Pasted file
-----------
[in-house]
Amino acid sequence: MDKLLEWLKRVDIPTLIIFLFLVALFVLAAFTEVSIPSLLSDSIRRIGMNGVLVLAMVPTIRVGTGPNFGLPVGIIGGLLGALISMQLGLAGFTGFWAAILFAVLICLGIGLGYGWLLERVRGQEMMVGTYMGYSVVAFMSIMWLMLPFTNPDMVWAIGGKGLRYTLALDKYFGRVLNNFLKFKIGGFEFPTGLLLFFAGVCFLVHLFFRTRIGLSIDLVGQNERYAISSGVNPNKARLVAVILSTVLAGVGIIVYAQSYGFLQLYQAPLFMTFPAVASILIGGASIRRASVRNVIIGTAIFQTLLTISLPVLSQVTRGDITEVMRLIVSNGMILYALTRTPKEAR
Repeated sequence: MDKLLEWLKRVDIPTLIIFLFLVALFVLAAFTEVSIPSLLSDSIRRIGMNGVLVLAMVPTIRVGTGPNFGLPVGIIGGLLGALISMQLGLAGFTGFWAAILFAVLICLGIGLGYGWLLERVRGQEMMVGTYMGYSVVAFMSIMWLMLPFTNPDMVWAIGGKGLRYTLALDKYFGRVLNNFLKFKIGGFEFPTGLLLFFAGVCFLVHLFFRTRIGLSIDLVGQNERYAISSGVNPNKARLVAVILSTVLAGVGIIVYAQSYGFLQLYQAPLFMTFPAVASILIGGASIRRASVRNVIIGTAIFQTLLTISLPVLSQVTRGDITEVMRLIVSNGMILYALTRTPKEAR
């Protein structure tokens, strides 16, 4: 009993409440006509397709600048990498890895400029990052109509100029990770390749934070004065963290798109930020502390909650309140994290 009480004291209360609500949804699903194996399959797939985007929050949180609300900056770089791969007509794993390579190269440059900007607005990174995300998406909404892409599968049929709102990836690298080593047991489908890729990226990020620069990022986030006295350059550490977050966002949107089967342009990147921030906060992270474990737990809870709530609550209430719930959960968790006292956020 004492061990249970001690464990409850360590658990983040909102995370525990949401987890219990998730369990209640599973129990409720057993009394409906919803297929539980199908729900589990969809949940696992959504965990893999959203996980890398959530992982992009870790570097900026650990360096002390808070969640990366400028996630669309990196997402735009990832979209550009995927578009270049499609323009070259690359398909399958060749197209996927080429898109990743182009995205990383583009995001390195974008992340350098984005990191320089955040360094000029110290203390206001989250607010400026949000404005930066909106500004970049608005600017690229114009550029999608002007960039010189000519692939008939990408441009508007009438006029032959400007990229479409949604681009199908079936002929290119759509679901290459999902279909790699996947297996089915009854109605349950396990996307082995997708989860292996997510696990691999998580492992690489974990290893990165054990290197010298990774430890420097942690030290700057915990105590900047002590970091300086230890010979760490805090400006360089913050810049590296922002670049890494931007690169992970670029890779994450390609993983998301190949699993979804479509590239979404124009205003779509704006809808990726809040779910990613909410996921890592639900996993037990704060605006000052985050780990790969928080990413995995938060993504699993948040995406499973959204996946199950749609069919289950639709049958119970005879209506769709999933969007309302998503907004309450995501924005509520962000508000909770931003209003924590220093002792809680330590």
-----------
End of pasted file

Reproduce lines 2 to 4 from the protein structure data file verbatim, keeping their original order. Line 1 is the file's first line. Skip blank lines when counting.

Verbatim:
Amino acid sequence: MDKLLEWLKRVDIPTLIIFLFLVALFVLAAFTEVSIPSLLSDSIRRIGMNGVLVLAMVPTIRVGTGPNFGLPVGIIGGLLGALISMQLGLAGFTGFWAAILFAVLICLGIGLGYGWLLERVRGQEMMVGTYMGYSVVAFMSIMWLMLPFTNPDMVWAIGGKGLRYTLALDKYFGRVLNNFLKFKIGGFEFPTGLLLFFAGVCFLVHLFFRTRIGLSIDLVGQNERYAISSGVNPNKARLVAVILSTVLAGVGIIVYAQSYGFLQLYQAPLFMTFPAVASILIGGASIRRASVRNVIIGTAIFQTLLTISLPVLSQVTRGDITEVMRLIVSNGMILYALTRTPKEAR
Repeated sequence: MDKLLEWLKRVDIPTLIIFLFLVALFVLAAFTEVSIPSLLSDSIRRIGMNGVLVLAMVPTIRVGTGPNFGLPVGIIGGLLGALISMQLGLAGFTGFWAAILFAVLICLGIGLGYGWLLERVRGQEMMVGTYMGYSVVAFMSIMWLMLPFTNPDMVWAIGGKGLRYTLALDKYFGRVLNNFLKFKIGGFEFPTGLLLFFAGVCFLVHLFFRTRIGLSIDLVGQNERYAISSGVNPNKARLVAVILSTVLAGVGIIVYAQSYGFLQLYQAPLFMTFPAVASILIGGASIRRASVRNVIIGTAIFQTLLTISLPVLSQVTRGDITEVMRLIVSNGMILYALTRTPKEAR
């Protein structure tokens, strides 16, 4: 009993409440006509397709600048990498890895400029990052109509100029990770390749934070004065963290798109930020502390909650309140994290 009480004291209360609500949804699903194996399959797939985007929050949180609300900056770089791969007509794993390579190269440059900007607005990174995300998406909404892409599968049929709102990836690298080593047991489908890729990226990020620069990022986030006295350059550490977050966002949107089967342009990147921030906060992270474990737990809870709530609550209430719930959960968790006292956020 004492061990249970001690464990409850360590658990983040909102995370525990949401987890219990998730369990209640599973129990409720057993009394409906919803297929539980199908729900589990969809949940696992959504965990893999959203996980890398959530992982992009870790570097900026650990360096002390808070969640990366400028996630669309990196997402735009990832979209550009995927578009270049499609323009070259690359398909399958060749197209996927080429898109990743182009995205990383583009995001390195974008992340350098984005990191320089955040360094000029110290203390206001989250607010400026949000404005930066909106500004970049608005600017690229114009550029999608002007960039010189000519692939008939990408441009508007009438006029032959400007990229479409949604681009199908079936002929290119759509679901290459999902279909790699996947297996089915009854109605349950396990996307082995997708989860292996997510696990691999998580492992690489974990290893990165054990290197010298990774430890420097942690030290700057915990105590900047002590970091300086230890010979760490805090400006360089913050810049590296922002670049890494931007690169992970670029890779994450390609993983998301190949699993979804479509590239979404124009205003779509704006809808990726809040779910990613909410996921890592639900996993037990704060605006000052985050780990790969928080990413995995938060993504699993948040995406499973959204996946199950749609069919289950639709049958119970005879209506769709999933969007309302998503907004309450995501924005509520962000508000909770931003209003924590220093002792809680330590």